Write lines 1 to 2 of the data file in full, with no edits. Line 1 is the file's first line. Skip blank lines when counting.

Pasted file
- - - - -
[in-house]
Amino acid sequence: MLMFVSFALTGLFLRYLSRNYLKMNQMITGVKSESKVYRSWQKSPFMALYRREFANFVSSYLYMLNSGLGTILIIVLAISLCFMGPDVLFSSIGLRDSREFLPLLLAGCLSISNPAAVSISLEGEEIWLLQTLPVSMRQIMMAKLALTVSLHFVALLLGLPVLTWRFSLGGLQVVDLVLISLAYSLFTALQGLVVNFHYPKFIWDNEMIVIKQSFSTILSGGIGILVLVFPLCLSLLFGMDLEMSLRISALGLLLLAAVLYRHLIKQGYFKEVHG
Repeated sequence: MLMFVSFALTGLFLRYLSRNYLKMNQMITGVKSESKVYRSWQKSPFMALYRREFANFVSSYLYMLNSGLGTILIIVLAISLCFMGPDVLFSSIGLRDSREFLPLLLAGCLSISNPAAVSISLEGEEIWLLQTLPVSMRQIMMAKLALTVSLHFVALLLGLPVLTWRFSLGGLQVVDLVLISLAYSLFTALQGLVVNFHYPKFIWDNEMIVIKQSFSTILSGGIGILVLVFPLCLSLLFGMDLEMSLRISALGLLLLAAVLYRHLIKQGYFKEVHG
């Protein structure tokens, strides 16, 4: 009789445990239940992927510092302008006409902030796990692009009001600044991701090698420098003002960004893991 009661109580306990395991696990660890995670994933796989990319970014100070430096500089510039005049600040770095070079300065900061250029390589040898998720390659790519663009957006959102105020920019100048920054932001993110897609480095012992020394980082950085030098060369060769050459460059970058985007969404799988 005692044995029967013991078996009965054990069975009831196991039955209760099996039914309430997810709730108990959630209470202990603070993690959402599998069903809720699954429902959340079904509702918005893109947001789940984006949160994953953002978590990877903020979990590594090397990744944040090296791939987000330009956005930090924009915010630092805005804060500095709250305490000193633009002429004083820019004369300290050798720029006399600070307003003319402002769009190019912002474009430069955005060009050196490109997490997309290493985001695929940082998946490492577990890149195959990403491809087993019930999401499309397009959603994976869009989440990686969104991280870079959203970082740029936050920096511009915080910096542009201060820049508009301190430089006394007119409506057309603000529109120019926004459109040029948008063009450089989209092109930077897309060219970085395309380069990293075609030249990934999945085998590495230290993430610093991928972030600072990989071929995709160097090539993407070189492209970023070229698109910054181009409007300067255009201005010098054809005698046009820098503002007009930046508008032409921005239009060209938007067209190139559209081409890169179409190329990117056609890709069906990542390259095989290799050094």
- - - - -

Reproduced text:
[in-house]
Amino acid sequence: MLMFVSFALTGLFLRYLSRNYLKMNQMITGVKSESKVYRSWQKSPFMALYRREFANFVSSYLYMLNSGLGTILIIVLAISLCFMGPDVLFSSIGLRDSREFLPLLLAGCLSISNPAAVSISLEGEEIWLLQTLPVSMRQIMMAKLALTVSLHFVALLLGLPVLTWRFSLGGLQVVDLVLISLAYSLFTALQGLVVNFHYPKFIWDNEMIVIKQSFSTILSGGIGILVLVFPLCLSLLFGMDLEMSLRISALGLLLLAAVLYRHLIKQGYFKEVHG